Since the death of Thailand’s king Bhumibol Adulyadej last October, the accession to the throne for his son Vajiralongkorn has been smooth and characterised by actions to raise his authority. The king officially promulgated the new Constitution on April 6. After he earlier demanded a few amendments to assert his political role, notably in times of constitutional crisis, he is said to have taken control of existing royal agencies.    

Impact on country risk

The new king’s first moves indicate he is using the political transition to improve his future role under the military-drafted Constitution and assert his authority to the detriment of a still prominent military. In consequence, the longstanding tight collusion between the palace and military might give way to more conflictual ties and thus political instability in a divided Thai society, especially if he shows signs of support towards ex-PM Thaksin and his supporters. At the moment, general elections are expected to be held around mid-2018 with General Chan-O-cha as favourite to remain PM when power is transferred to an alleged civilian government. Political stability under the junta has allowed Thailand’s economy to keep growing at around 3% since 2015 and possibly until the next elections, driven by higher public infrastructure investments under the ongoing 8-year plan, exports and tourism receipts. Moreover, the high current account surplus and ample foreign exchange reserves prevent pressures on the baht. Sluggish domestic demand nevertheless explains this surplus as private consumption and investments suffer from high household debt, the late king’s mourning period and persistent political uncertainty. In fact, Thailand’s economic performances remain below potential and regional peers. All in all, Credendo expects unchanged political risk on the back of continued economic and political stability until the 2018 elections.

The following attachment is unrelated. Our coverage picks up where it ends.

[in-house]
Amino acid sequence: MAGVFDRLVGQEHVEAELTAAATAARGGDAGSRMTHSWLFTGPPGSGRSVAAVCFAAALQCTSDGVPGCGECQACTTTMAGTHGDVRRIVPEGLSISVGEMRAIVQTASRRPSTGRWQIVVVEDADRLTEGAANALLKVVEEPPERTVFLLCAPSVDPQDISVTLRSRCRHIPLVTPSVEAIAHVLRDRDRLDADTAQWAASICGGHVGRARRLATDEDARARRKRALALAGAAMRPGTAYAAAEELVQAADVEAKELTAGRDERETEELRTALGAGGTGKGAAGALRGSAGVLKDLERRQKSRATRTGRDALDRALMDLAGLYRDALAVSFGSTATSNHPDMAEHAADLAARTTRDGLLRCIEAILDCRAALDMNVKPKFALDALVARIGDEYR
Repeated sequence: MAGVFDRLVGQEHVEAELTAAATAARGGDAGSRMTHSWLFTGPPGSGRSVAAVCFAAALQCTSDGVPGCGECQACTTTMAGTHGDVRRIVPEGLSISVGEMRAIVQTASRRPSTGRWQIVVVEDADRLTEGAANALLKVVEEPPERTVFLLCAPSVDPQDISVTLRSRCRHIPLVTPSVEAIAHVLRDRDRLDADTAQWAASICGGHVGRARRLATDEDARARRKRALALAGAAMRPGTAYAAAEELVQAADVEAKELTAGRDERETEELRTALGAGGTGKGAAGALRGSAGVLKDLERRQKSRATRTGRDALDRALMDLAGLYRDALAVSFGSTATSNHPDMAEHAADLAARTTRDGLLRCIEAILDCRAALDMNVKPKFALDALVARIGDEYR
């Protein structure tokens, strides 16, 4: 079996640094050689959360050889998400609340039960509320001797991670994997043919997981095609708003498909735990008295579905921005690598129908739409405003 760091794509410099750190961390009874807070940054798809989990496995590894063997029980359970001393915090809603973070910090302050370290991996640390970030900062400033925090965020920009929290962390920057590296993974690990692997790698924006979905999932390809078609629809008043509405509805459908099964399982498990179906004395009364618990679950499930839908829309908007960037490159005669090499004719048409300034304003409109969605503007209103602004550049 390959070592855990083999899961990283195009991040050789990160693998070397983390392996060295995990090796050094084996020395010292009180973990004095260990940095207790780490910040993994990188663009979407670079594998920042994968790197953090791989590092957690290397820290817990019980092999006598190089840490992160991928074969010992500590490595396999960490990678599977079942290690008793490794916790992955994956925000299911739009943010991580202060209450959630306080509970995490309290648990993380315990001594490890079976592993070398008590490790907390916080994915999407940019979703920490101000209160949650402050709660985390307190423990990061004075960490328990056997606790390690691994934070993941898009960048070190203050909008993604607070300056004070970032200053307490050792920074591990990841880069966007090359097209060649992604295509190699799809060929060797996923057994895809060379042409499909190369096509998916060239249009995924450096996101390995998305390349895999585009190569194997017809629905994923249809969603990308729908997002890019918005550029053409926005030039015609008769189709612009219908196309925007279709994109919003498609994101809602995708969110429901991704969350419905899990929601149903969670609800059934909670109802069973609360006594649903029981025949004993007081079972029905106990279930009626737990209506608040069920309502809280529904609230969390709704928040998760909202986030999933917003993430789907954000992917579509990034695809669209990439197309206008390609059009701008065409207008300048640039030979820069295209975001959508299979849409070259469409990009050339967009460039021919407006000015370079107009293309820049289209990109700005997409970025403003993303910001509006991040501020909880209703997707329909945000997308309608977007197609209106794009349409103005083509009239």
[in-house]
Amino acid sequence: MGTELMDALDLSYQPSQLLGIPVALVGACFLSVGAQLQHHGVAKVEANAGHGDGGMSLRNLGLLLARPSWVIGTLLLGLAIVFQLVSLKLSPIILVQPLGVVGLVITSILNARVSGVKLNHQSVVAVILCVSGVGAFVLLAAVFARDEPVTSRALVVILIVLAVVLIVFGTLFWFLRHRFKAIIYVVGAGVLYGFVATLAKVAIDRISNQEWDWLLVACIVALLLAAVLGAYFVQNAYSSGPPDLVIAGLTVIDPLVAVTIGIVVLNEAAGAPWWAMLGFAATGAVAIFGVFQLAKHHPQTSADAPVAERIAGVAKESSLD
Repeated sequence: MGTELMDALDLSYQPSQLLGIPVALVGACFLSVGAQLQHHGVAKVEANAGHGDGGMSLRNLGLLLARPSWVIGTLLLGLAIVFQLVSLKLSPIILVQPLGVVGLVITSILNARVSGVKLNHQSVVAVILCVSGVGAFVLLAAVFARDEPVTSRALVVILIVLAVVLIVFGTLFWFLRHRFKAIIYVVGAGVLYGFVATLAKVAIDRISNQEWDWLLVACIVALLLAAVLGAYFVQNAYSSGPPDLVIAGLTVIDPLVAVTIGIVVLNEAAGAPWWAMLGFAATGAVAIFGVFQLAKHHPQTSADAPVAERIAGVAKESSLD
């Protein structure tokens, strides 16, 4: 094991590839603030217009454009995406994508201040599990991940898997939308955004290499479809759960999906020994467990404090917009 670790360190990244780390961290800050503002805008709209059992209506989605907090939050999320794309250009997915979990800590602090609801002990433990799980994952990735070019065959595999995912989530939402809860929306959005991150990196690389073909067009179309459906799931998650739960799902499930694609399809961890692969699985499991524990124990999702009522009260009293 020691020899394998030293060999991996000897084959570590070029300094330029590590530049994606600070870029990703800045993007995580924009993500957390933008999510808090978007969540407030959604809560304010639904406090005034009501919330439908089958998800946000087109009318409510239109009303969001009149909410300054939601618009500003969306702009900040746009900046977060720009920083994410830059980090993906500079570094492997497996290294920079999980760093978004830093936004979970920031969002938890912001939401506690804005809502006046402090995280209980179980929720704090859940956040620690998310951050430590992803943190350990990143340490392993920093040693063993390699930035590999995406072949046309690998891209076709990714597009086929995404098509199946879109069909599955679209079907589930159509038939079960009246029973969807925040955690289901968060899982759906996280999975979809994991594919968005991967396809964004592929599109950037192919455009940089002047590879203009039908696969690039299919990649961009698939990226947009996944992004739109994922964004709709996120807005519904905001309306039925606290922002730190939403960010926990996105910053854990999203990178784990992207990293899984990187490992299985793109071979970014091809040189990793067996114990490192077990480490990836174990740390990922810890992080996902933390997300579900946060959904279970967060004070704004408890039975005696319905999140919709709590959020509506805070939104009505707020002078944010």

Analyst: Raphaël Cecchi, r.cecchi@credendo.com